Writing and Reading Mental Health Records
Issues and Analysis in Professional Writing and Scientific Rhetoric
This revised and updated second edition is a rhetorical analysis of written communication in the mental health community. As such, it contributes to the growing body of research being done in rhetoric and composition studies on the nature of writing and reading in highly specialized professional discourse communities. Many compelling questions answered in this volume include:
* What "ideological biases" are reflected in the language the nurse/rhetorician uses to talk to and talk about the patient?
* How does language figure into the process of constructing meaning in this context?
* What social interactions -- with the patient, with other nurses, with physicians -- influence the nurse's attempt to construct meaning in this context?
* How do the readers of assessment construct their own meanings of the assessment?
Based on an ongoing collaboration between composition studies specialists and mental health practitioners, this book presents research of value not only to writing scholars and teachers, but also to professional clinicians, their teachers, and those who read mental health records in order to make critically important decisions. It can also be valuable as a model for other scholars to follow when conducting similar long-range studies of other writing-intensive professions.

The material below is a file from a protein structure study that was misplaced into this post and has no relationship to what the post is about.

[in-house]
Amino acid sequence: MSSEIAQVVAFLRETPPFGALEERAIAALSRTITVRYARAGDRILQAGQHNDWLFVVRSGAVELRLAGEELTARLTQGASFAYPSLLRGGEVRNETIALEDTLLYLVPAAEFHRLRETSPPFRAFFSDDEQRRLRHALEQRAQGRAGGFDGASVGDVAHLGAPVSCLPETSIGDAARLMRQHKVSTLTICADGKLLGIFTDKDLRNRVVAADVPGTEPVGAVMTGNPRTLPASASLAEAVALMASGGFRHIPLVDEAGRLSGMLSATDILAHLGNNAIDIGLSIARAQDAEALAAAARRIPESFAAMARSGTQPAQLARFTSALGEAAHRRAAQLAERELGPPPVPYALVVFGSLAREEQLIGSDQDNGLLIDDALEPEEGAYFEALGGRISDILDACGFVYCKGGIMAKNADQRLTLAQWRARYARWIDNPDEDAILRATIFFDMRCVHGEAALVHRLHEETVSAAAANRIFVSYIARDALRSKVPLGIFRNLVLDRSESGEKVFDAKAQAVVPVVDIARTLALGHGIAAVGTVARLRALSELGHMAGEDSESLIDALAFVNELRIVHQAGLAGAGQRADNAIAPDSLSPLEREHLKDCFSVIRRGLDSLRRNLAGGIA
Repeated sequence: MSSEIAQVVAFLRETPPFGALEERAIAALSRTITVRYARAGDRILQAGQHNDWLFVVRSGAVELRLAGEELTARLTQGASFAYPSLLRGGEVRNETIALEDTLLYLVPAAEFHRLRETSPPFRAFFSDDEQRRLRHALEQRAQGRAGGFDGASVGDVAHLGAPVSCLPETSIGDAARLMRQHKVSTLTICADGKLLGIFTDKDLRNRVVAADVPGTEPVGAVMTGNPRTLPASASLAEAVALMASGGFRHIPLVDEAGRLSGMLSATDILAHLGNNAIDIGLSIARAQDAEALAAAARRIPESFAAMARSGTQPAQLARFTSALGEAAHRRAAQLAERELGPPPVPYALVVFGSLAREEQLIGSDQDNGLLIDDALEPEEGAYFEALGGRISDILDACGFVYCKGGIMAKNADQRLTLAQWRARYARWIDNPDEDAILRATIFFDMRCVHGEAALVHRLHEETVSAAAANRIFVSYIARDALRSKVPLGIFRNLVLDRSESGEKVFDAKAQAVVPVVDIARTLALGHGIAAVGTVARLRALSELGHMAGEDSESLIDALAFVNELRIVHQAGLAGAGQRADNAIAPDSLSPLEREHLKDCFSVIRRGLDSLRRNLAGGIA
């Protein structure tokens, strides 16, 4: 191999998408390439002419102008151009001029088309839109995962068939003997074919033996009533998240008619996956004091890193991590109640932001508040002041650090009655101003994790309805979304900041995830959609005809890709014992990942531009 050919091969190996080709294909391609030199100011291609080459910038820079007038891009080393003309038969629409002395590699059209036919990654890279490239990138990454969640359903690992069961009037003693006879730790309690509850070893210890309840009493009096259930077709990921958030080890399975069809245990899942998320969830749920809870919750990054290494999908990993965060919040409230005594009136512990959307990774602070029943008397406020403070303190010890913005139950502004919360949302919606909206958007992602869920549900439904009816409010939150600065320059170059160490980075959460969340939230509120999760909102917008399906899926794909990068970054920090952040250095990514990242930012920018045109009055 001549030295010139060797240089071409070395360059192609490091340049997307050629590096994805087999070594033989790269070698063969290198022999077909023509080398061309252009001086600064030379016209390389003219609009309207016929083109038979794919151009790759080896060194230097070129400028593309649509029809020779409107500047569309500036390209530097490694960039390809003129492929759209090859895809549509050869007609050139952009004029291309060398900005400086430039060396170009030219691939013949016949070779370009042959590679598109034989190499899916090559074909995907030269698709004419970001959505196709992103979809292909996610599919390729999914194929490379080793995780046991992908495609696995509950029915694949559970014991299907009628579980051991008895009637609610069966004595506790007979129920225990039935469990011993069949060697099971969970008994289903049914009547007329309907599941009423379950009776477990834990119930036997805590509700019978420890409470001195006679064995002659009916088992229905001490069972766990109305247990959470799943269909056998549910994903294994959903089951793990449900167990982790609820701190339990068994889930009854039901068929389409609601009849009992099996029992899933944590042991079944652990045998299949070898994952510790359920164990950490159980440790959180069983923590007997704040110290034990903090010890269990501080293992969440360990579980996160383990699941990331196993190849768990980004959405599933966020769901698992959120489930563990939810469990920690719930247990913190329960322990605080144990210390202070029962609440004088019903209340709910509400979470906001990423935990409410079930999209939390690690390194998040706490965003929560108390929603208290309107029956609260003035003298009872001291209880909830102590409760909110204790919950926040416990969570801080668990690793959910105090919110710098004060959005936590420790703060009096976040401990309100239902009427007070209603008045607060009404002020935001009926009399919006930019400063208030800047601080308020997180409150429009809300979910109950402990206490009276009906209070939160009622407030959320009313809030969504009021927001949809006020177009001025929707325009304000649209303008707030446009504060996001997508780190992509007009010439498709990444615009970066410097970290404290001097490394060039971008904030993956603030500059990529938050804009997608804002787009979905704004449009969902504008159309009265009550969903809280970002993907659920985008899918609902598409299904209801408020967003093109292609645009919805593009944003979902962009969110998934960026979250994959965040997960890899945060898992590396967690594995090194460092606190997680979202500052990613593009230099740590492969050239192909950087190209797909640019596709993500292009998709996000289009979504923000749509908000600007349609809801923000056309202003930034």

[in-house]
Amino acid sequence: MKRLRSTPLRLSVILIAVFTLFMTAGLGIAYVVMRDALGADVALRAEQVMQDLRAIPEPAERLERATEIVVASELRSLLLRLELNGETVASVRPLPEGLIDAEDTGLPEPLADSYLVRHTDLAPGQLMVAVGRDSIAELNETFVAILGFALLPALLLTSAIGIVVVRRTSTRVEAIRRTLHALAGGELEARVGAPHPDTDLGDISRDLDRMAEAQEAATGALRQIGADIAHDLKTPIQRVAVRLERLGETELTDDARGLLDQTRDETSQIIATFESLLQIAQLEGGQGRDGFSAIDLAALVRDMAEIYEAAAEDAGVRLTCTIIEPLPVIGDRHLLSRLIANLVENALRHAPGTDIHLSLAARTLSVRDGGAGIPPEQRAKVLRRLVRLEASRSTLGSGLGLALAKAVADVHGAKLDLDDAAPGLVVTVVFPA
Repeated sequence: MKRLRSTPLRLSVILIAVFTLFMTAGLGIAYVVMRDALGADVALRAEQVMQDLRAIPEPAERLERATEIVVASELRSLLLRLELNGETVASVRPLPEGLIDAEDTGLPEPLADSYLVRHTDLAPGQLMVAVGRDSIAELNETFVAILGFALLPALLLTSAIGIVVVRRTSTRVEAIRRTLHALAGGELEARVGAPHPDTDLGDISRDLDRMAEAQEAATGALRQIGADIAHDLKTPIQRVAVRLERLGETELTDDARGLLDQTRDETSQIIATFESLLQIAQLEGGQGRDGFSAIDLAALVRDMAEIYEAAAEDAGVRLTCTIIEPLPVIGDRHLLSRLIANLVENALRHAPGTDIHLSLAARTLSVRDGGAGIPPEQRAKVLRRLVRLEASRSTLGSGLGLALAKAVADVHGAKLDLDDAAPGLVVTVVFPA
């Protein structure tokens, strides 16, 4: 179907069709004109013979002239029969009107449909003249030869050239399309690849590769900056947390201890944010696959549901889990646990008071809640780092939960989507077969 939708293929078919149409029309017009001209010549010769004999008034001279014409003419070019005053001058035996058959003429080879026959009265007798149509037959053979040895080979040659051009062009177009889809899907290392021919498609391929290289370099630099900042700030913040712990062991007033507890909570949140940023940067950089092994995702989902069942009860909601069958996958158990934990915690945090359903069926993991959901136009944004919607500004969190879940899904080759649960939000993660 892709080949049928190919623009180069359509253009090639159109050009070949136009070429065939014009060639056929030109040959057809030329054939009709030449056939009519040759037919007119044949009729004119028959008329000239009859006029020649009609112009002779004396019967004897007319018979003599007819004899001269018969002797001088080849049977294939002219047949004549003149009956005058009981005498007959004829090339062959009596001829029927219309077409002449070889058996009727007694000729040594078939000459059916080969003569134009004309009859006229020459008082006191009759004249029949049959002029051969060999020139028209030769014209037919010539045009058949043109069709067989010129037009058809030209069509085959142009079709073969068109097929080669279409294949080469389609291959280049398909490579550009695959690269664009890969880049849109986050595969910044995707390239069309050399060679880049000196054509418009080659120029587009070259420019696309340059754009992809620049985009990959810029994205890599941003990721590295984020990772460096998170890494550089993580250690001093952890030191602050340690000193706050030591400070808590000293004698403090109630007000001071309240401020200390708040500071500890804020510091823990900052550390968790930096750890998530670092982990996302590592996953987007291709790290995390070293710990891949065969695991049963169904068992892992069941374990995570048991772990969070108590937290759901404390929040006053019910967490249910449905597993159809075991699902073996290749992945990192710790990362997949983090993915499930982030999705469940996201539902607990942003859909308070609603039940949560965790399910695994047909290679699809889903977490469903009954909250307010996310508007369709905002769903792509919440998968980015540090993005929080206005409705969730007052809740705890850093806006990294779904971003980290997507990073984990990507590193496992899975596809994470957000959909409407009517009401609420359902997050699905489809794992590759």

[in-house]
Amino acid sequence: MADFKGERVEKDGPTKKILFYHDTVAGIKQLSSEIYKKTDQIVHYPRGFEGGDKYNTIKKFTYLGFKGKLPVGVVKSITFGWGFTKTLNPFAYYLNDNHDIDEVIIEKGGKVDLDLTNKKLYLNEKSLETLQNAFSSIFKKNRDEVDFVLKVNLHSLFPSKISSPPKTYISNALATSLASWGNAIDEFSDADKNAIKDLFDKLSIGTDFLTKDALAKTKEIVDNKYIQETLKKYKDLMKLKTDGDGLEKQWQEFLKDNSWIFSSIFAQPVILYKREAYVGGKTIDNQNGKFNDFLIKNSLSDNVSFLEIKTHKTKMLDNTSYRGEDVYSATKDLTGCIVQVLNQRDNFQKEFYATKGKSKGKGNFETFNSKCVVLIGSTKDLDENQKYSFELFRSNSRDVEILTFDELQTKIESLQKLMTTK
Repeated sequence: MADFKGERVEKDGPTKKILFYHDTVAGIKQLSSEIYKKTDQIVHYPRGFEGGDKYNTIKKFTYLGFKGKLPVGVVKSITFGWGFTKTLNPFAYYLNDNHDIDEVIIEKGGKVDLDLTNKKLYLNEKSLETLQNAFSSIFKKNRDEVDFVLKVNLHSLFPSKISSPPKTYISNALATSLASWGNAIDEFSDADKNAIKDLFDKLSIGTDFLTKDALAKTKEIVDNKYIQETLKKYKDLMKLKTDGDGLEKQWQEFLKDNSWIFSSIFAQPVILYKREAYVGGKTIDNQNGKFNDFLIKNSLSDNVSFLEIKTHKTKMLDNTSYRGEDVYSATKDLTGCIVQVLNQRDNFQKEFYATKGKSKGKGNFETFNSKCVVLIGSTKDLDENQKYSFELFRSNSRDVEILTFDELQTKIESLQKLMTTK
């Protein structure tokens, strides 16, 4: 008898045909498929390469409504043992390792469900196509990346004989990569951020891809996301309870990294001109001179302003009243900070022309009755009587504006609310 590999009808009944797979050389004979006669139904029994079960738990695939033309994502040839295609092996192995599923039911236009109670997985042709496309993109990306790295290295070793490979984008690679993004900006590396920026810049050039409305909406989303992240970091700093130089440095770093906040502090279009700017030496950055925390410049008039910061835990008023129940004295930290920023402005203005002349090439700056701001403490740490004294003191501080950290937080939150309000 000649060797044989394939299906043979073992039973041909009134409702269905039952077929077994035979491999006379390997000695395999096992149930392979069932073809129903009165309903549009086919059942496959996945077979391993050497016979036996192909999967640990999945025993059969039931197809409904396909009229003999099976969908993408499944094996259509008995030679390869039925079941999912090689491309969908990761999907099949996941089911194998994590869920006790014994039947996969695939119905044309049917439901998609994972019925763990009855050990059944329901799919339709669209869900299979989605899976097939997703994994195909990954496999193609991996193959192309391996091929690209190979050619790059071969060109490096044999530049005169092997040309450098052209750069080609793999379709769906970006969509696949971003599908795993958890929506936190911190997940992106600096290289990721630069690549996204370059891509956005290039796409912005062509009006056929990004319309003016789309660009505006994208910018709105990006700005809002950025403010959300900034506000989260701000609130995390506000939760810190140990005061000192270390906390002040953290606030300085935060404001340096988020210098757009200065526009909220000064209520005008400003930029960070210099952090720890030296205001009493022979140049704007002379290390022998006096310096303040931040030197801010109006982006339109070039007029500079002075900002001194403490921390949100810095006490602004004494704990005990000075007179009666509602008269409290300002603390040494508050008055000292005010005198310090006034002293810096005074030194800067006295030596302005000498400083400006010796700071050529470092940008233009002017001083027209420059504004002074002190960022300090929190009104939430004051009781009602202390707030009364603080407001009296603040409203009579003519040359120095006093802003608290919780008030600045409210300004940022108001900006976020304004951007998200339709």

Table of Contents
Contents: L. Odell, A Rhetorician's Foreword. J.L. Levenson, A Clinician's Foreword. Preface to the Second Edition. Introduction: The Growing Importance of Mental Health Records. A Review of the Literature on Mental Health Records. A Descriptive Taxonomy of Mental Health Records. Writer/Reader Biases and Mental Health Records. More on the DSM: The Language System of Mental Health Records. Clinicians' Thoughts on Mental Health Records: A Pilot Survey. Improving Mental Health Records: Instructional Strategies and Research Priorities. New Developments: 1992 to 1994.
"Particularly valuable...are the authors' discussions of the language of mental health reports and the 'ideological biases' that govern the work of mental health professionals. These discussions help us see what kinds of questions can and should be asked. By enabling us to investigate the language and thought of one type of nonacademic setting, this book enables us to consider issues that are fundamental to our field."
Rensselaer Polytechnic Institute, Troy, New York, From the Foreword